Interestingly, whilst there is an RPS code on nature photography, to my knowledge there isn’t one on street photography.


Many genres have their own subset of ethical considerations. A still life of a bottle of wine, flowers and a glass might raise no ethical debate. But a similar advertising image promoting excessive drinking could.

A photograph of your cat at home might be totally innocuous. Photographing lions with a zoom lens in a well-run national park is also, today, an everyday occurrence. But deliberately steering zebras into the ambush of a pride of lions could raise an ethical flag, akin to organising a crime in order to capture a news photo. The Royal Photographic Society, amongst others, has provided some useful guidelines on nature photography.

A news photograph of Prince William visiting hospital on the birth of his son and waving to the crowd raises few issues. But isolating or editing the sequence of news images to suggest him ‘giving the finger’ to the press seems inappropriate. Another angle showed that the Prince was simply indicating that he now had three children. If news is ‘the truth’, why was ‘the finger’ photograph given prominence in newspapers? Why is this translation of events acceptable?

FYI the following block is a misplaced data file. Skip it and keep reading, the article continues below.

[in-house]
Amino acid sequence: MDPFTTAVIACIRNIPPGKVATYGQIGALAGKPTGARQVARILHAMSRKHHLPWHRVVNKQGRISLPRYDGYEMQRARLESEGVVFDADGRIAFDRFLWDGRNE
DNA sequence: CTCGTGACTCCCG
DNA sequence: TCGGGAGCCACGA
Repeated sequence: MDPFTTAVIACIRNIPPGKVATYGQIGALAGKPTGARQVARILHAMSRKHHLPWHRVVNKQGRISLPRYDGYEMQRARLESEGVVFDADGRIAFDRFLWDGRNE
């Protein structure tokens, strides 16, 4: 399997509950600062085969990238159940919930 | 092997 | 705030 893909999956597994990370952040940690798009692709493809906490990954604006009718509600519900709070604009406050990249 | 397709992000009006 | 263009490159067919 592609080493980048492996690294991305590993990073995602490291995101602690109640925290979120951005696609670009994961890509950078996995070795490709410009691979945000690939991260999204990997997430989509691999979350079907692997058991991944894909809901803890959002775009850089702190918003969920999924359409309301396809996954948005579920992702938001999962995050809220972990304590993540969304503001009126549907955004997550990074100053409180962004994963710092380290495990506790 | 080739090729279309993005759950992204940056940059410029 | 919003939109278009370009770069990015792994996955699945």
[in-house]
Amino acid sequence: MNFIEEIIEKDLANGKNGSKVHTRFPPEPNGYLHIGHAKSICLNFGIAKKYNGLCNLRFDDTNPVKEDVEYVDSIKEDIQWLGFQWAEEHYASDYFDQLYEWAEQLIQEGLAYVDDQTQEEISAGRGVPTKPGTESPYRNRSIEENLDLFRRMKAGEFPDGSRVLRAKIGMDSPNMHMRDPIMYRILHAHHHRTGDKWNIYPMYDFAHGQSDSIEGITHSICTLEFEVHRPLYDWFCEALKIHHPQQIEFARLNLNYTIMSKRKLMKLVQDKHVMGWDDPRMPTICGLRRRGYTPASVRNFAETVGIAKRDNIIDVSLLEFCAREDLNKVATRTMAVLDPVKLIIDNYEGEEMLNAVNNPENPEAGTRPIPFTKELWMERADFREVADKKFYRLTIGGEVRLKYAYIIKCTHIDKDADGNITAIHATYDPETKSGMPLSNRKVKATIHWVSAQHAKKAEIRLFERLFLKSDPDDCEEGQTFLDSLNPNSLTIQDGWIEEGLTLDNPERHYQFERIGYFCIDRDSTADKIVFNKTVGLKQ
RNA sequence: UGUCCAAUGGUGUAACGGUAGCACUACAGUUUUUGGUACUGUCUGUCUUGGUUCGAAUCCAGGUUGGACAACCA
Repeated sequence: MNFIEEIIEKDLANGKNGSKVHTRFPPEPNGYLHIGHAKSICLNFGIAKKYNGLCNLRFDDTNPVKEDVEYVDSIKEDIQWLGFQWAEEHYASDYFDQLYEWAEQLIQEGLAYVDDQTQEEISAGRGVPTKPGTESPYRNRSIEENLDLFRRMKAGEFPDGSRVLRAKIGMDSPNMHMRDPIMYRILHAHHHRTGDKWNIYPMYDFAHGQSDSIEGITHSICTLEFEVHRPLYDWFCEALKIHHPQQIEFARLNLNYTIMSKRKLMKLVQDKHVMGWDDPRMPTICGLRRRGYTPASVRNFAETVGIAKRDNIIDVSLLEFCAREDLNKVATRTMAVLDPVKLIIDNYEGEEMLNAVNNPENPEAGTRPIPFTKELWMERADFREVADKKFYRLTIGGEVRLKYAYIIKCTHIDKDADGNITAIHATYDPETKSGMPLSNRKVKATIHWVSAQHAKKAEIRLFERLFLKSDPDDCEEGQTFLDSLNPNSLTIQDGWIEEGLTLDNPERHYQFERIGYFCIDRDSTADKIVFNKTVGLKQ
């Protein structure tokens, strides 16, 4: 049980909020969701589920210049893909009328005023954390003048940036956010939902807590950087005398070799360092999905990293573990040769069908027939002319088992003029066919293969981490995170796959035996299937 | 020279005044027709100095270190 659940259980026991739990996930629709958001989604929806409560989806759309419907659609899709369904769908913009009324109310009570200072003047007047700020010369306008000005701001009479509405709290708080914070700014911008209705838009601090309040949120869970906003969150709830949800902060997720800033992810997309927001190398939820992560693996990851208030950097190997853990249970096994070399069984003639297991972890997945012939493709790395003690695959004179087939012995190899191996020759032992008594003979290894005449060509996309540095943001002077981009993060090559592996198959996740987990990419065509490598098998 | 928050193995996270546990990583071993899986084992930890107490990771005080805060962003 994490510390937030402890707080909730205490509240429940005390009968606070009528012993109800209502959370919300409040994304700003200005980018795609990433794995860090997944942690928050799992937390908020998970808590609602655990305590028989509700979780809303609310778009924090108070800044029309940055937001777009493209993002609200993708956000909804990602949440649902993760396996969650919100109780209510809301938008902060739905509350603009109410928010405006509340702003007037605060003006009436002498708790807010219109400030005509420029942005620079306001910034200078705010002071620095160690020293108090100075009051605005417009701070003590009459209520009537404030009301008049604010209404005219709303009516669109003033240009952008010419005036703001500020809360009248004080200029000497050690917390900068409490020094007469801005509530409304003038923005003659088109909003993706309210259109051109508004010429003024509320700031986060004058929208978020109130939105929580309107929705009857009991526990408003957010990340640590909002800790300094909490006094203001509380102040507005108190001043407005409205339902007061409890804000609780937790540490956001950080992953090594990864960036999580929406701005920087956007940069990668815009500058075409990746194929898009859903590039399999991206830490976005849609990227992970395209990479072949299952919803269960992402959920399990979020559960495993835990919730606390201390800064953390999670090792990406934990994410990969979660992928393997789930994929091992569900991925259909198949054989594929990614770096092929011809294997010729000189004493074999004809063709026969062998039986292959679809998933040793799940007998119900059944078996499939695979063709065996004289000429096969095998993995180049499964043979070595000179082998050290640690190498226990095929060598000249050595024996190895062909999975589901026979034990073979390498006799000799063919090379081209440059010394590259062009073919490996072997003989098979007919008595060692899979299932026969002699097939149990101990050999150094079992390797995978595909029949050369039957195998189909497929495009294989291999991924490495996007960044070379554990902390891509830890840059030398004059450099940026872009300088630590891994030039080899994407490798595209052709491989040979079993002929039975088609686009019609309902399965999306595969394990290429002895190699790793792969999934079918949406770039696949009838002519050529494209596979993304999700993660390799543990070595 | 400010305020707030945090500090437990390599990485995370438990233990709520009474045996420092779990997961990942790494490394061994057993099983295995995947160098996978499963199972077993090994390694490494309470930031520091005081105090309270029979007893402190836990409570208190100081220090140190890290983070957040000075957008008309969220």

Reuters. 2017. Prince William.

Indeed, truth might be a malleable term these days of ‘fake news’, but the issue shouldn’t be ignored. This is why most reputable news organisations have strict codes of ethics, such as the National Professional Photographers Association or the Associated Press.

In a rather specialised form of documentary / advertising photography, the genre of NGO work have often focused on a single smiling child ‘to save’ and thus encourage monetary support from audiences, rather than, e.g., highlighting community initiative and improvement. Sadly, disaster and pulling at heart strings raises more money than success. Save the Children, in The People in The Pictures noted: